Lost youth hits Nippersink library
RICHMOND – Fewer children in Spring Grove and Richmond likely are behind decreasing circulation numbers at Nippersink Public Library, its director said.
Unlike some area libraries, Nippersink’s circulation dropped 6 percent in 2012 with part of that coming from a decrease in interlibrary borrowing, according to the library’s annual report.
“The issue is that there are fewer children in the community,” Library Director Cynthia Cole said. “We’re really seeing demographic changes.”
Cole pointed to dropping enrollment in the two area school districts, Nippersink District 2 and Richmond-Burton High School District 157.
Total enrollment at the two districts reached a peak during the 2008-09 school year, according to Illinois Interactive Report Cards. Since then, enrollment has dropped about 10 percent.
A nationwide study by the Pew Research Center found 22 percent of those who used the library in the past 12 months said their library use has decreased.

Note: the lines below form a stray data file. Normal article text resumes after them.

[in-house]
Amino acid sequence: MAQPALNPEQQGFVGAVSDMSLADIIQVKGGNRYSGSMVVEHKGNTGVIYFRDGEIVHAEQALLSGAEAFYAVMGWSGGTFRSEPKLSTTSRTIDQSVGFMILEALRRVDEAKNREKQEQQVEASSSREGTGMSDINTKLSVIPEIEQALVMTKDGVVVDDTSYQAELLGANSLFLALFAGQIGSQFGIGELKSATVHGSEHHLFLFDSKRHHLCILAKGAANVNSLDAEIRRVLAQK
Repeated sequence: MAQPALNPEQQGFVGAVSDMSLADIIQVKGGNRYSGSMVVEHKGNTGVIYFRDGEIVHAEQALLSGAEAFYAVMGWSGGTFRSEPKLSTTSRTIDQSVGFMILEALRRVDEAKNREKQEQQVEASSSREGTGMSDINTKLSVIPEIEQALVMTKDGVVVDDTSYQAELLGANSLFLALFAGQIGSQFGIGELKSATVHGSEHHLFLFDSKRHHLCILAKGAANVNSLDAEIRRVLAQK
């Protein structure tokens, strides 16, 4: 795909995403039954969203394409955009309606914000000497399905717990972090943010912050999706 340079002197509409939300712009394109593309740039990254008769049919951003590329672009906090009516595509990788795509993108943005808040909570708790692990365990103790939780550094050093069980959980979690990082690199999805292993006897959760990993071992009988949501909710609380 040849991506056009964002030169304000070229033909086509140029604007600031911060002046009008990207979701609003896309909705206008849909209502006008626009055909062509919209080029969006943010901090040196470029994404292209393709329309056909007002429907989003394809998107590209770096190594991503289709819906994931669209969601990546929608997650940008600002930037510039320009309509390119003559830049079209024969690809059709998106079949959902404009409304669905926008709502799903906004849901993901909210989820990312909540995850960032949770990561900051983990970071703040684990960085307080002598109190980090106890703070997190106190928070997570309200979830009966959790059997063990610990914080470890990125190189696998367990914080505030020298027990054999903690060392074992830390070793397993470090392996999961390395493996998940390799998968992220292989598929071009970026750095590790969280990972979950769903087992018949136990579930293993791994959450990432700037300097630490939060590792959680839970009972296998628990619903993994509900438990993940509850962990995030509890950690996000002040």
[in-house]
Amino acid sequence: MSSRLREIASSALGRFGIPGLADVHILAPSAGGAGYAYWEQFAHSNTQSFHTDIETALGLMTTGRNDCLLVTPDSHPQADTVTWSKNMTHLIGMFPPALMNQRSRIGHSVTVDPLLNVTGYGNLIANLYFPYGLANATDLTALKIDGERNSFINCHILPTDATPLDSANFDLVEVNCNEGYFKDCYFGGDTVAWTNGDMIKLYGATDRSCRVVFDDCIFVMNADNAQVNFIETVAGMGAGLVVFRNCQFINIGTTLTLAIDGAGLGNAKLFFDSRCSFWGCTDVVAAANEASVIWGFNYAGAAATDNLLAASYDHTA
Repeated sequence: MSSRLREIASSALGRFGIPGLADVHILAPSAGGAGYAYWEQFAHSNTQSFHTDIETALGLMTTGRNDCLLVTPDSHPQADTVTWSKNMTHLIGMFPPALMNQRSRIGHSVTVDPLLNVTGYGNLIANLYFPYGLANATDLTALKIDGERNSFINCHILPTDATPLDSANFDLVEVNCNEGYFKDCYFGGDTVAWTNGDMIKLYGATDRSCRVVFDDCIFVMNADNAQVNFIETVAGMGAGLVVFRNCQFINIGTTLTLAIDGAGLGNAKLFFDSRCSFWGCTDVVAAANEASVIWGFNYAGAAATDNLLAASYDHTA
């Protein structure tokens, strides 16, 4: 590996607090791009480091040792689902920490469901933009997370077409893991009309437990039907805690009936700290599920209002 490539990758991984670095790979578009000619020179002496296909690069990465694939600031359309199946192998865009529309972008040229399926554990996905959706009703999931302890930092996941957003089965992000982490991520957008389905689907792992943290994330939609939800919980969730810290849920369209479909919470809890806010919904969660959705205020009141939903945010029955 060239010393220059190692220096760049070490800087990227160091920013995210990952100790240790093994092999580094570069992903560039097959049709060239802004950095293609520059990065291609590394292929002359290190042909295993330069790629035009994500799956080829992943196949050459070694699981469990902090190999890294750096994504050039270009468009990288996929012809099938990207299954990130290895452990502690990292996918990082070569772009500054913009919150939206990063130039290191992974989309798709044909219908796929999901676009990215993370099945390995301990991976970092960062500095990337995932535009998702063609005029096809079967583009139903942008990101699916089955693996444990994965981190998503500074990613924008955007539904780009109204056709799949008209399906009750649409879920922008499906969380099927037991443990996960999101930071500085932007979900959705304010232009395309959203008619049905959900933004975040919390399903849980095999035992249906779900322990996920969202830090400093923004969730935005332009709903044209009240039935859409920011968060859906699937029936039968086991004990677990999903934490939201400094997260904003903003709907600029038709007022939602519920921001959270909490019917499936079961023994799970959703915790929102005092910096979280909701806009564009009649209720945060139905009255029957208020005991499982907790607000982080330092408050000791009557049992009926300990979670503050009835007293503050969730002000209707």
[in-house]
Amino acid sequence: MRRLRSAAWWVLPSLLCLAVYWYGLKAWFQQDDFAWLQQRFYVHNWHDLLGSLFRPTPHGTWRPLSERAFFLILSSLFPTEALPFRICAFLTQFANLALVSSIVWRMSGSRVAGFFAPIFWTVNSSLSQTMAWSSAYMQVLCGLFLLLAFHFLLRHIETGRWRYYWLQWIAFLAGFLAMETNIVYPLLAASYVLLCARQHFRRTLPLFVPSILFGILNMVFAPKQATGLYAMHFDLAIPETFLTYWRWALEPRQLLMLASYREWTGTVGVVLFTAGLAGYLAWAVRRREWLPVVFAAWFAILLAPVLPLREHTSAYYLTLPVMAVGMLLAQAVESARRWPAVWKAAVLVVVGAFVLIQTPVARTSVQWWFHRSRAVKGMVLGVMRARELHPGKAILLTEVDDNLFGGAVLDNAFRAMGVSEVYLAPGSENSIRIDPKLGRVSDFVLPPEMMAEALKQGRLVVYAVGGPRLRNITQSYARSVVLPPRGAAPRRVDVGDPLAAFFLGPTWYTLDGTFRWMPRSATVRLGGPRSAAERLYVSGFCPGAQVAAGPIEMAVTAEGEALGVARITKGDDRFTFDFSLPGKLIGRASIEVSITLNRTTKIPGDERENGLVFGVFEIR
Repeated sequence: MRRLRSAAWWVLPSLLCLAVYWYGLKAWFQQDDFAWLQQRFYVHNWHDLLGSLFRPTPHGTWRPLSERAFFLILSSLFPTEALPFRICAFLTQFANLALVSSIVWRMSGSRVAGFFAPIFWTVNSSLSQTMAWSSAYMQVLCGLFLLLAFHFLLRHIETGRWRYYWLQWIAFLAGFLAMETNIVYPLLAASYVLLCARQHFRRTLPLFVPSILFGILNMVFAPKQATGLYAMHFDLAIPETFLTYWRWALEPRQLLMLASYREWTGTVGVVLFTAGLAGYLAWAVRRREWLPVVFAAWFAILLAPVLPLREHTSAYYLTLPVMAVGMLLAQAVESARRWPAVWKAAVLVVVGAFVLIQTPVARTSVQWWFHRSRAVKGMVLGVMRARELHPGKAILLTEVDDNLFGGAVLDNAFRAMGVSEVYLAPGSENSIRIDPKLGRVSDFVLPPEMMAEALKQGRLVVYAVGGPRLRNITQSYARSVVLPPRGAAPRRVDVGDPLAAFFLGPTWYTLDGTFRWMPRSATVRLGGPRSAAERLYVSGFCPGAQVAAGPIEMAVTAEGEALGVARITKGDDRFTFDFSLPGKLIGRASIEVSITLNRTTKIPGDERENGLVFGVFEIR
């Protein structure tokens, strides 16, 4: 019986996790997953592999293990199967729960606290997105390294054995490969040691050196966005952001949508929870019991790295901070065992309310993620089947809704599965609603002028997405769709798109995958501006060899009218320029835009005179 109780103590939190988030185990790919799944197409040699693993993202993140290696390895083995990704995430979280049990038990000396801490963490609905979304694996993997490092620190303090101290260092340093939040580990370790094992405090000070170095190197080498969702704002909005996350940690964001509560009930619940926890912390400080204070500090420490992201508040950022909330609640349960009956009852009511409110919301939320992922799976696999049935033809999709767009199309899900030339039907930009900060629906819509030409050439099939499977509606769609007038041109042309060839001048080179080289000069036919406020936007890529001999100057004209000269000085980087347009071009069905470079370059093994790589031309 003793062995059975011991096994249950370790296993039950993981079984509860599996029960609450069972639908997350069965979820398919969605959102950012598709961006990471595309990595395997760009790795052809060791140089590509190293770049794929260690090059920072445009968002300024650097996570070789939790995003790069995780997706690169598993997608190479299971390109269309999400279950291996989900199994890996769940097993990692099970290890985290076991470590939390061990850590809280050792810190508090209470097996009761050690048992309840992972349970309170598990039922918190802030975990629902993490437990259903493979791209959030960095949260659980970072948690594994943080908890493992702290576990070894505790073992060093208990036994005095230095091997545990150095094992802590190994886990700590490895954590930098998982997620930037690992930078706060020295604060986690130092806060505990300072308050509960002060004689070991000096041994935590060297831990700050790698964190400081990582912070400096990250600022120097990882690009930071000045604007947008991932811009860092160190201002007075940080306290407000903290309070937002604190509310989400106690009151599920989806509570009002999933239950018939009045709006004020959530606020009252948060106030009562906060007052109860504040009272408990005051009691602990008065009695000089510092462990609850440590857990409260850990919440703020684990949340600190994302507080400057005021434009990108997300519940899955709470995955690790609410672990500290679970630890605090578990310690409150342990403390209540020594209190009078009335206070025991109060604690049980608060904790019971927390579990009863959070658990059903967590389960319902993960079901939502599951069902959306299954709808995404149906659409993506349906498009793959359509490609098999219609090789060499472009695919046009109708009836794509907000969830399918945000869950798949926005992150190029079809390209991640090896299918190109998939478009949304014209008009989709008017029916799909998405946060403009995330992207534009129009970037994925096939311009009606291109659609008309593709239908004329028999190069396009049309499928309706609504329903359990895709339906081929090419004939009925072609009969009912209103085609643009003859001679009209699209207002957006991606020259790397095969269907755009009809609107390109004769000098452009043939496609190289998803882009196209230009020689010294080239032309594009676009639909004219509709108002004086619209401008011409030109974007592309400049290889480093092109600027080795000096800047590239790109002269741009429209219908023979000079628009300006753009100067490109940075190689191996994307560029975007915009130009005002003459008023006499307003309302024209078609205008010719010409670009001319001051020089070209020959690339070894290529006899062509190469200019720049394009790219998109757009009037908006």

The second most common reason cited by patrons is the library is not as useful because their children have grown, they’re retired or they’re no longer a student. The most common reason was that they can get books and do research online, which is more convenient, according to the report.
The Nippersink Public Library needs to shift its focus to reflect the changing demographics, Cole said.
The library is looking at promoting its homebound delivery program – through which temporary or permanent homebound residents get books and other materials delivered to them – expanding its computer classes for seniors, and letting groups such as knitting or chess clubs know they can use library space for free.
The circulation drop doesn’t affect the library’s funding. About 95 percent of its revenue comes from property taxes, Cole said. It also receives a small state grant that is calculated based on population, not circulation.